Tallan Blog

Tallan’s Experts Share Their Knowledge on Technology, Trends and Solutions to Business Challenges

Category Archive for "Enterprise & System Integration"

Splitting 835 Healthcare Claim Payment

The Electronic Data Interchange (EDI) consists of a file in a specific format that represents data exchanged in a transaction from supply chain to healthcare. EDI 835 Claim Payment transaction provides payments information in reference to claims in EDI 837 Healthcare Claim format. The details include transactions such as charges, deductible, copay, payers, payee, etc. The information is stored a hierarchical structure. The standard of EDI format is well defined and the complexity can be very overwhelming. Additionally, we do not want this high degree of detail slowing our processing time.
One of the problems that enterprise systems face with EDI is file size. A single EDI 835 may contain multiple claim records and the quantity of claims in a single file can make it very difficult to process the file. Systems are often bogged down when dealing with a very…

X12 EDI Databases for HIPAA Transactions

The X12 HIPAA transaction set is used across the healthcare industry to transmit claim, enrollment and payment information. Given the importance and ubiquity of these EDI files, you might assume that translating them from ANSI to a relational database format would be well-supported with a range of options.
In practice, a task as common as parsing a claim or encounter and storing it in a database can quickly escalate into a significant problem.
One solution we’ve seen involves archiving a snapshot of the EDI file using filestream storage. This can satisfy some retention requirements, but provides little in terms of fine-grained tracking or analytic capabilities.
A more complete approach is to parse the X12 file into its discrete elements and store them in a relational database. The ideal solution captures the full extent of the EDI transactions while also applying a reasonable leveling of flattening to keep in the number of table joins under control.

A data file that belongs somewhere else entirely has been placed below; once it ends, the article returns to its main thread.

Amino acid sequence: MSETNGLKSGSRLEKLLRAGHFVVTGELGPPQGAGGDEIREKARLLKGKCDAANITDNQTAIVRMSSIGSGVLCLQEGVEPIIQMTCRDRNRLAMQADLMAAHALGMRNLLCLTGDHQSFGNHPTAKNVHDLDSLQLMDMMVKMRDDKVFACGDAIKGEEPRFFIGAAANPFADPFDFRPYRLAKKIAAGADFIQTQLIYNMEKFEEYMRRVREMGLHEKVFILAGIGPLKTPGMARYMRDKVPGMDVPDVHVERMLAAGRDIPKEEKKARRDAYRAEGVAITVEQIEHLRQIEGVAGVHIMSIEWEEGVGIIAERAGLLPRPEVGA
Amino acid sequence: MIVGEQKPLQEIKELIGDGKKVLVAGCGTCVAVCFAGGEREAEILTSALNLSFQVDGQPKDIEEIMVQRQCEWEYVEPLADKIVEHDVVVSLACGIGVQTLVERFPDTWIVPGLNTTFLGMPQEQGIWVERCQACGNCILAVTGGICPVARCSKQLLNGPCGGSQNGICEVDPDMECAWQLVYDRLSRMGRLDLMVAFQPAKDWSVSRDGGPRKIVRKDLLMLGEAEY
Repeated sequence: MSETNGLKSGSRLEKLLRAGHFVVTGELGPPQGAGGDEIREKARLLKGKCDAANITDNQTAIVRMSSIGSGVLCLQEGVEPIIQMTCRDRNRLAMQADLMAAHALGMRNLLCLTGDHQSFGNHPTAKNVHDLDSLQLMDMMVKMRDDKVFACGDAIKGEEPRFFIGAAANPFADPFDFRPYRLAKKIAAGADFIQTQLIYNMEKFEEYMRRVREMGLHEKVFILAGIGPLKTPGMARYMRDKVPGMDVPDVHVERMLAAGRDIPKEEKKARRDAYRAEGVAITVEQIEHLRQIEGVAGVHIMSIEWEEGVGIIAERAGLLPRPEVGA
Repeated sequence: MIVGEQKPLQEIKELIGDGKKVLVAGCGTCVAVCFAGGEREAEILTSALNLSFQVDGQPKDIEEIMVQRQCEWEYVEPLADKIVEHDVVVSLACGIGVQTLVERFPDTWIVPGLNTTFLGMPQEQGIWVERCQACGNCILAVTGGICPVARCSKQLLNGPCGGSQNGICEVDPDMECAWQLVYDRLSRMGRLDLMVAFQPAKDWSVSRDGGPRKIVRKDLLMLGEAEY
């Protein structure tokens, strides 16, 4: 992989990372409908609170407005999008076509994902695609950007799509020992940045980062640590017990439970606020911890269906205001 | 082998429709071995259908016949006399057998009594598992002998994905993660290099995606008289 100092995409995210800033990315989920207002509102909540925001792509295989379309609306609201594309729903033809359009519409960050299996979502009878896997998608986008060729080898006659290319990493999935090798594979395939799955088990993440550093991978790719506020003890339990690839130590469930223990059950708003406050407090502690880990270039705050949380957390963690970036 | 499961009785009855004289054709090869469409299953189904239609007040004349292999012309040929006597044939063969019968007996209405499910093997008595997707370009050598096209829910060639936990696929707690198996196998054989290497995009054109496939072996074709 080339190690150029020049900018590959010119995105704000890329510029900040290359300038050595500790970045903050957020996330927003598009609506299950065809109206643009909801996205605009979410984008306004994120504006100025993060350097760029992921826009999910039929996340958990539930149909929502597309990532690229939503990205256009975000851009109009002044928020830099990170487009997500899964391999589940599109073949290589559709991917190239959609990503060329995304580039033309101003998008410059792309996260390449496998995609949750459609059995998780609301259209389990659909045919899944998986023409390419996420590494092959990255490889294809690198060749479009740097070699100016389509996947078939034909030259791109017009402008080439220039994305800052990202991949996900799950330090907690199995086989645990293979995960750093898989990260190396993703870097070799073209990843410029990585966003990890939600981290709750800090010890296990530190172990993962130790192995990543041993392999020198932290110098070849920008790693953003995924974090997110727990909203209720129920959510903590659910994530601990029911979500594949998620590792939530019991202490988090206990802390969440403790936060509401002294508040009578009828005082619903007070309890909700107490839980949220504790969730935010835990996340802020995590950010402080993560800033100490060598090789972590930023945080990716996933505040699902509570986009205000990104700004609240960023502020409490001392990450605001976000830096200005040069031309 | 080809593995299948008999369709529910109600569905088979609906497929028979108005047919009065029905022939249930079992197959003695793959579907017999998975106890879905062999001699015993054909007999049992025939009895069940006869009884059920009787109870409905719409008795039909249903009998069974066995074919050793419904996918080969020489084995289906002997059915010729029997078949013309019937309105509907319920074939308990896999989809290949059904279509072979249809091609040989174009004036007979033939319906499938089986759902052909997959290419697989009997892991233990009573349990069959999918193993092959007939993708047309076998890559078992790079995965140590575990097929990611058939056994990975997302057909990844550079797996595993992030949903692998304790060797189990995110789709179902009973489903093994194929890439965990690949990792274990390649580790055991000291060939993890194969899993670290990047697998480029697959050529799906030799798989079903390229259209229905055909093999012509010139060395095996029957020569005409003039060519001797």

The…

Overview of Azure Information Protection

Azure Information Protection allows administrators to define rules to classify corporate data, documents, emails, and other digitally stored information in the cloud, so that the information is protected automatically when the applicable criteria is met in an enforced configuration. Administrators can also set up the configuration so that end users with access to the originating documentation, can have the same options to do so on their own (when optional enforcement is permitted), based on suggestions when criteria matches are found within the sensitive data (e.g. structure of the numbers look like Social Security numbers, patient numbers, credit card numbers, wording in the document using terms like “confidential”, etc.).
Once protection labels are made, applied, and the data is protected, administrators can track the movement of the data and analyze where it flows, where it is stored, copied, shared, etc. This allows you to have a better understanding what kind of behaviors…

Low Code: Integration at the Speed of Business

Dell Boomi clients wanted to launch new technology capabilities that will rapidly deliver a competitive edge. Unfortunately, project backlogs and multiple priorities often slow the pace of innovation. Overworked and understaffed IT teams often compound this problem, resulting in employee turnover that makes it even harder for businesses to retain the best and brightest IT staff.
Ultimately, the cycle of pressing priorities and strained IT resources leads to a skills gap that causes many companies to lag behind.
And integration is central to this issue. These days organizations need to be extremely agile in how they integrate their applications and data to drive digital transformation. The volume and diversity of integrations necessary for running a digital business are growing exponentially. Social, mobile, analytics, big data, IoT and AI technologies all require integration into core business systems.
And integration is fundamental for any organization…

An example of BizTalk360's home dashboard

Introduction to Biztalk360

BizTalk360 is a browser-based monitoring application for Microsoft’s BizTalk integration platform. The out-of-the-box monitoring functionality can be difficult to navigate both for new users and experienced admins, and is complex and time consuming to set up for multiple users with varying access rights. BizTalk360 combines the Admin Console and Event Log, with some added analytical and notification functionality, to create an easy to navigate operational tool.